It’s also possible to get the required files through mobile forensics way of doing things, which is called physical imaging. When you obtain a bit-to-bit image of the iPhone disks, again, you can decrypt that and get the required files.

On BlackBerry it’s more difficult because, again, there are solutions to perform physical imaging of BlackBerries, but they all require device password. So, on BlackBerry platform it’s up to device password: whether you know it or not. On Apple iOS there are different scenarios.

BlackBerry Password Managers

BlackBerry password management apps

BlackBerry password management apps

So, enough for the background, let’s do the actual application reviews. Let’s start with BlackBerry. We will consider two applications. The first is BlackBerry Password Keeper, it was included with OS 5, I believe. And the second application is BlackBerry Wallet.

BlackBerry Password Keeper: essentials

BlackBerry Password Keeper: essentials

Let’s have a look at BlackBerry Password Keeper. If you know a little about password cracking, you probably know that three iterations of PBKDF2 is not much, and that password recovery will be very fast. In this case, we have three iterations of password-based key derivation function with SHA-1 hash, and the data inside the database is encrypted, it’s okay. So, if you just have the file you cannot read the stored passwords in plaintext, but still you can mount a password recovery attack which will be very fast, it’s about 5 Million passwords per second on a modern CPU, and up to 20 Million on GPUs.

PKCS7 data padding explained

PKCS7 data padding explained

There is one quite interesting thing which we can exploit in many different password keeper applications, and this is actually the PKCS7 data padding (see image). So, what is this about? When you encrypt data using the block cipher, you can only encrypt data in chunks, and the size of the chunk is the size of the block of this cipher. For most of the modern ciphers, the block is 16 bytes. And the data must be padded before encryption, it must also be padded in a way which will allow removing the padding after decryption, so you need to somehow store the length of the original data explicitly or implicitly. There is a standard for this, which is PKCS7 – well, part of standard defining the padding. The standard says that you need to add to your plaintext data a certain number of bytes, so that the length of your data plus the length of the padding will fit evenly in the block of the cipher, so all blocks will be completely filled. The value of the byte which gets appended to the data is equal to the number of bytes that get appended.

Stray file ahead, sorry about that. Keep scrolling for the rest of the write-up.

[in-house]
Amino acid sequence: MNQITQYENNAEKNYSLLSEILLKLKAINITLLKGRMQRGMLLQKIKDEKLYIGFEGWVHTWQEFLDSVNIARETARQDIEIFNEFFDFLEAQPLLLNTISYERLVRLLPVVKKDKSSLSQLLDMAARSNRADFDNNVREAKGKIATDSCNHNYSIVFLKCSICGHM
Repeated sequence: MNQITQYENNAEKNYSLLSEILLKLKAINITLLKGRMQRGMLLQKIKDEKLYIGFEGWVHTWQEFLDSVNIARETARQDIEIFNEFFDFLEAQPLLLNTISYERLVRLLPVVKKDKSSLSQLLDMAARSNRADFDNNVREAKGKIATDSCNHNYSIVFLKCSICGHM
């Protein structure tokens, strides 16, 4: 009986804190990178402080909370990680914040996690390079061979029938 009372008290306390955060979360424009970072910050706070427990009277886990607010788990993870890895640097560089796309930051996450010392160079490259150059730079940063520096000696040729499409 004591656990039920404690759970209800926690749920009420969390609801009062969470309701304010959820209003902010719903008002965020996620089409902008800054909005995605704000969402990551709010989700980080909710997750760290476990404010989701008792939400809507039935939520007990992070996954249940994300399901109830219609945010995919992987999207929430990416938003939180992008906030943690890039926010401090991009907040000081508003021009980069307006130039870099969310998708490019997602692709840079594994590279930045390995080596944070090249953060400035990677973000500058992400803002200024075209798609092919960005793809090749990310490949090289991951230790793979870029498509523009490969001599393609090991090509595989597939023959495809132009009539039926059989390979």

In the first example on the image, the grey area is the plaintext data which we want to encrypt, and numbers 7, for example, in the first line are the bytes, each byte having the value of 7, and we have 7 of them – this is how it works. There is one special case when our plaintext already fits evenly in the block size – in this case we just add an additional block consisting of padding only.

What this allows us to do is quickly reject wrong keys. So, when we’re trying different keys and performing decryption, we can actually decrypt only the last block and check if the padding is correct. In the worst case scenario, if there is only one byte of padding, this will give us the survival rate of keys of 1 key in 256, which is actually very good. This padding essentially provides some sort of known plaintext attack, limited but still…And a great thing is it allows gaining better password recovery rates. This trick is used for many different applications in our research.

BlackBerry Wallet v1.0 in a nutshell

BlackBerry Wallet v1.0 in a nutshell

BlackBerry Wallet is our second application to be reviewed. There are two versions. Version 1.0 was used with OS 5; it was not included with the operating system, but it was a free download from the App World, I guess. This one is pretty straightforward. It stores the double hash of the password; password verification is very fast: 6 Million on CPU and about 300 Million on GPU. This is actually very fast, and I’m not sure why “Research In Motion” did this. Again, there is no randomness, no salt involved, so if you really want to do this fast you can always build Rainbow Tables for this particular type, and recover passwords in minutes and seconds.

BlackBerry Wallet v1.2 features

BlackBerry Wallet v1.2 features

Version 1.2 was a little different, it’s definitely better than Version 1.0, but still it’s not good enough, in our opinion. It took the approach similar to that of the Password Keeper, so it is using the PBKDF2 with a random number of iterations – between 50 and 100. I’m not sure why it’s still using that amount of iterations, but still it’s much better than 3. The estimated recovery speed is 200,000 on CPU and about 3 Million on GPU. By today’s standard, this is very-very fast. Just to give you an idea, password cracking for Microsoft Office 2007 documents is like 1000-5000 passwords per second, so it’s nowhere near millions. And here we have devices with a small keyboard, where you cannot really type a complex passphrase, and the recovery speed of millions of passwords per second. This is basically it about BlackBerry password managers.

Read previous: Secure Password Managers and Military-Grade Encryption on Smartphones: Oh, Really?

Read previous: Secure Password Managers and Military-Grade Encryption on Smartphones 3: Free Password Keepers for iOS